Reviewed in the United States on January 14, 2018
I read this book because my daughter was reading it for school. Not long into it, I realized I was reading a masterpiece, one of the finest books I had read of any kind for some time.
One mark of a true classic is that it seems somehow like it always must have existed, in precisely the form that one encounters it. That's the way I felt while reading this -- it read so easily, almost inevitably, as though somehow the story arose from some universal shared unconscious.
Wonder is the story of Auggie Pullman, who suffers from manibulofacial dysostosis, a rare condition of abnormality in the bone development of his face. The story begins with his family's efforts to finally shift him from home schooling to a real middle school, which to date he has been prevented from attending on account of his time spent recovering from various surgeries. The tale is told through various perspectives starting with Auggie's, who shares with us how he has had to become accustomed to the look of shock that comes over even kind people's faces when they first see him. The parents are naturally anxious about how he will be received by the other students, and wonder whether he will be able to experience true friendship.
Wonder is a brisk, accessible read because it is presented in the form of the thoughts of the characters, with no extended, meandering narration to wade through. A couple of aspects struck me as making it an especially remarkable book.
One is how the book doesn't dwell solely on Auggie's struggle alone. Of course Auggie has the roughest time of it. But it's of course also very rough for his parents for obvious reasons, and also on his sister, for the perhaps less obvious reason that she has had to receive less of her parents' attention than she otherwise would, due to Auggie's needs. She finds herself in the awkward situation of many of her own needs not being fully met, and feeling the reality of that, but also not feeling that she is entitled to resent it.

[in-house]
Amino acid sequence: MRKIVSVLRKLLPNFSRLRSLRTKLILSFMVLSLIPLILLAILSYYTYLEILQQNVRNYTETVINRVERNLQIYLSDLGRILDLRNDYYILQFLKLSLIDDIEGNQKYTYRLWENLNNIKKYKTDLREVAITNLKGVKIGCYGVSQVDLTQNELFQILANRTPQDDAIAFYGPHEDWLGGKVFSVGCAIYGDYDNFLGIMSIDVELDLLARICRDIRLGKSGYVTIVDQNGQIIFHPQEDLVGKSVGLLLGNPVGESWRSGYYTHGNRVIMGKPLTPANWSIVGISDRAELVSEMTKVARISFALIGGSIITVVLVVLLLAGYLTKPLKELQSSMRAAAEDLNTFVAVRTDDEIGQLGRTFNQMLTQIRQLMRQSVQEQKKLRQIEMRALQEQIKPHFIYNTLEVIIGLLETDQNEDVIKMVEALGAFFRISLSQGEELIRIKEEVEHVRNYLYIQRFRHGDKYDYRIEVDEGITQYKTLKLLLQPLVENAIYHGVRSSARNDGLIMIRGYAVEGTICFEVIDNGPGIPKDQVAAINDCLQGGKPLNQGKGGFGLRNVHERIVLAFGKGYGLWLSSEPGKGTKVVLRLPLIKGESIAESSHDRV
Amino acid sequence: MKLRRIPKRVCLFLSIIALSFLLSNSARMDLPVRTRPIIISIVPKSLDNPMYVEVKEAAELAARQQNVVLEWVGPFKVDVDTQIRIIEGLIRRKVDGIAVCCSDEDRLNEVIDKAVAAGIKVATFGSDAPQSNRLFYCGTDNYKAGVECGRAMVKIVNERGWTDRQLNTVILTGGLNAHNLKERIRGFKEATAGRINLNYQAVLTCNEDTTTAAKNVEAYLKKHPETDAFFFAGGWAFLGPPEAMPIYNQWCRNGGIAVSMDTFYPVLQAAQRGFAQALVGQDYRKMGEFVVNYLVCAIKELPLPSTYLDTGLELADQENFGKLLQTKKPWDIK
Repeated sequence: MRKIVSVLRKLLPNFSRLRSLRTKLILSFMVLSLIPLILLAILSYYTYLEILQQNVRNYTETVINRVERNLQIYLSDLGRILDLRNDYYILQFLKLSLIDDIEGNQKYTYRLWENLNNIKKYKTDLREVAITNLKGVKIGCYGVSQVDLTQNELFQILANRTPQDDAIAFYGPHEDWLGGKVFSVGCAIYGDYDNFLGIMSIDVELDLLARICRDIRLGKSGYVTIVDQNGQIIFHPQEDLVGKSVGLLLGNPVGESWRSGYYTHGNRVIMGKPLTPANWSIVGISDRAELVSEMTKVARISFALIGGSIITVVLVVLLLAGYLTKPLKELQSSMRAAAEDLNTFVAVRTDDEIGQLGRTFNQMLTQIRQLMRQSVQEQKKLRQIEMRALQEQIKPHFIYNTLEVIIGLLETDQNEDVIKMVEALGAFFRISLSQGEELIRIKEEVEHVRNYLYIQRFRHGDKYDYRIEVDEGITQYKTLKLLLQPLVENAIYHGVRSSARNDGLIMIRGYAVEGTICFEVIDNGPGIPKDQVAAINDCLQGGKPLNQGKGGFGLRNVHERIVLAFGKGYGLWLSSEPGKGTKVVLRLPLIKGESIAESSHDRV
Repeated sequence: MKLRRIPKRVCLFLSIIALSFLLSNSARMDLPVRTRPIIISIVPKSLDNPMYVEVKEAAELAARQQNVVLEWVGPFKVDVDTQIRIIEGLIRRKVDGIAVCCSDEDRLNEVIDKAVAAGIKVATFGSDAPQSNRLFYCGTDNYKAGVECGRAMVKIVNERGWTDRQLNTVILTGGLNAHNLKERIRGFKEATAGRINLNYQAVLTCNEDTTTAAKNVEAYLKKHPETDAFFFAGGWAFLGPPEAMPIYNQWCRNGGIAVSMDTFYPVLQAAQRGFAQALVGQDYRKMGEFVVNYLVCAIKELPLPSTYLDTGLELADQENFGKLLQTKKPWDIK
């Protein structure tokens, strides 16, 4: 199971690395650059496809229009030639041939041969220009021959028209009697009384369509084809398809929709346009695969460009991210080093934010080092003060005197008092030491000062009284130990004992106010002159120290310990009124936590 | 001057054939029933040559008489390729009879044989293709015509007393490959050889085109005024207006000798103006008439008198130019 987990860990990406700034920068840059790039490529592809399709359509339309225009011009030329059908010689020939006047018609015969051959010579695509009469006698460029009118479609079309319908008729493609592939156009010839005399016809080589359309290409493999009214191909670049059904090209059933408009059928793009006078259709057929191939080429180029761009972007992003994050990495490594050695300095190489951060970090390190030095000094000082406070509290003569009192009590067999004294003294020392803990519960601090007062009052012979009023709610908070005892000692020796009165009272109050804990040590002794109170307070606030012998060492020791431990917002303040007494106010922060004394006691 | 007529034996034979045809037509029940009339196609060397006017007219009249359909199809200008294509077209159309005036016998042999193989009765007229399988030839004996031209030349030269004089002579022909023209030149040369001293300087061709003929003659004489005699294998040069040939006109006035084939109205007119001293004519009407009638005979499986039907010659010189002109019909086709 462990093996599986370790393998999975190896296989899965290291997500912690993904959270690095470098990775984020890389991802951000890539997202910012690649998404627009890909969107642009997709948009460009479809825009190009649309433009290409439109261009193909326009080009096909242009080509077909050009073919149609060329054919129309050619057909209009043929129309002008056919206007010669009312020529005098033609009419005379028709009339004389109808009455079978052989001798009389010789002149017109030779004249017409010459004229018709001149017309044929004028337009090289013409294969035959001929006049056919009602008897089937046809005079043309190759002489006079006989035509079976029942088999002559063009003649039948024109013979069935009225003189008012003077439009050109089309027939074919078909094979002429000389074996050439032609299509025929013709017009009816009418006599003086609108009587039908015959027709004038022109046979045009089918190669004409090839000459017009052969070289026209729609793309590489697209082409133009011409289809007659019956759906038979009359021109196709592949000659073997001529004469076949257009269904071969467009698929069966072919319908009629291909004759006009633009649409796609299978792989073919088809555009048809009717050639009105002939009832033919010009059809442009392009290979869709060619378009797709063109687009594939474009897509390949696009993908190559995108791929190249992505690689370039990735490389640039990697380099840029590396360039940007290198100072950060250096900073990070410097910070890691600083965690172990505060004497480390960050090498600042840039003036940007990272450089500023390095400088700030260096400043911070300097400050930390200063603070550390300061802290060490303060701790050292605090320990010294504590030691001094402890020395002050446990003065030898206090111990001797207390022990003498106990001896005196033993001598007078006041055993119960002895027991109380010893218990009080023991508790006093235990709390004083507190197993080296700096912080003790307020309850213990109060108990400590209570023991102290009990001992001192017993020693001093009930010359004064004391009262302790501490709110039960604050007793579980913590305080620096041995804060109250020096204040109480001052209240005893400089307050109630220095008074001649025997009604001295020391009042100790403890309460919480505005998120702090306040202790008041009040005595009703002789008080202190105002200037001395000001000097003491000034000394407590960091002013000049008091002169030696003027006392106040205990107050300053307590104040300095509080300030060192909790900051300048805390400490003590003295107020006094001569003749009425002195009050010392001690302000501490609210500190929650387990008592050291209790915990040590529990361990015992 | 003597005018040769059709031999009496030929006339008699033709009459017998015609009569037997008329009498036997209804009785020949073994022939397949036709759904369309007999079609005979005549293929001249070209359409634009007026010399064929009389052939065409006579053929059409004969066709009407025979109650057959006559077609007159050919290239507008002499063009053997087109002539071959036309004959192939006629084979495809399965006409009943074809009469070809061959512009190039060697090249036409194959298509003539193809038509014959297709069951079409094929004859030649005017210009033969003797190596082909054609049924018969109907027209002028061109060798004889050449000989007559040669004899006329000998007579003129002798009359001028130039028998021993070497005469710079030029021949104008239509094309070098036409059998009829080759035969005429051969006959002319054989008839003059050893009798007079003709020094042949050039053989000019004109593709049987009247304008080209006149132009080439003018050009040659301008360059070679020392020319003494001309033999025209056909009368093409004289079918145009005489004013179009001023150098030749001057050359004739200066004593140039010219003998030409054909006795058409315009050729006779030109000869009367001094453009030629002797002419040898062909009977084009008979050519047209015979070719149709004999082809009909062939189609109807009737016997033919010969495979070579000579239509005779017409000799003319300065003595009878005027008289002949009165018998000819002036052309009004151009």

Another aspect that makes this book a treasure is how much one can't help but love several of the characters. Auggie's drawn an unlucky hand in life, but he's also been dealt some advantages: he is a smart, capable student, and has a sharp sense of humor that delights those who bother to get to know him. He also is lucky for some of the remarkable people around him: his parents, his sister Via, the remarkable middle school director Mr. Tushman, his English teacher Mr. Browne, Via's friend Miranda who adores Auggie, and two wonderful friends from school, Summer and Jack Will. Jack Will in particular grabbed my heart - a boy of modest means amid more affluent classmates, who suffers socially for his friendship with Auggie. Sometimes the book seems to depict an almost unrealistically good world, in that the fortitude of so many brave, kind people overcomes the hostile social forces surrounding Auggie. Realistic or not, it's certainly a compelling world.
Finally, the book is filled with moments of wonderful insight. Jack Will's mother is sacrificing enormously to send him to an expensive school, but the only thing that seems to truly trouble her is when she fears for a moment her children would be less than kind to someone else. Via helps Auggie to understand that, however great his challenge, he cannot live a truly fulfilling life until he realizes that other people too have problems that, if not as great as his, are nevertheless worth his compassion. Mr. Browne presents words to live by that are for the reader's benefit as much as Auggie's. And I so wish every school could have a Mr. Tushman as its head. He shrewdly understands the dynamics surrounding Auggie, and applies a subtle, yet powerful loving hand in helping Auggie triumph over adversity.
Wonder is a book that, once read, will never leave your heart and memory.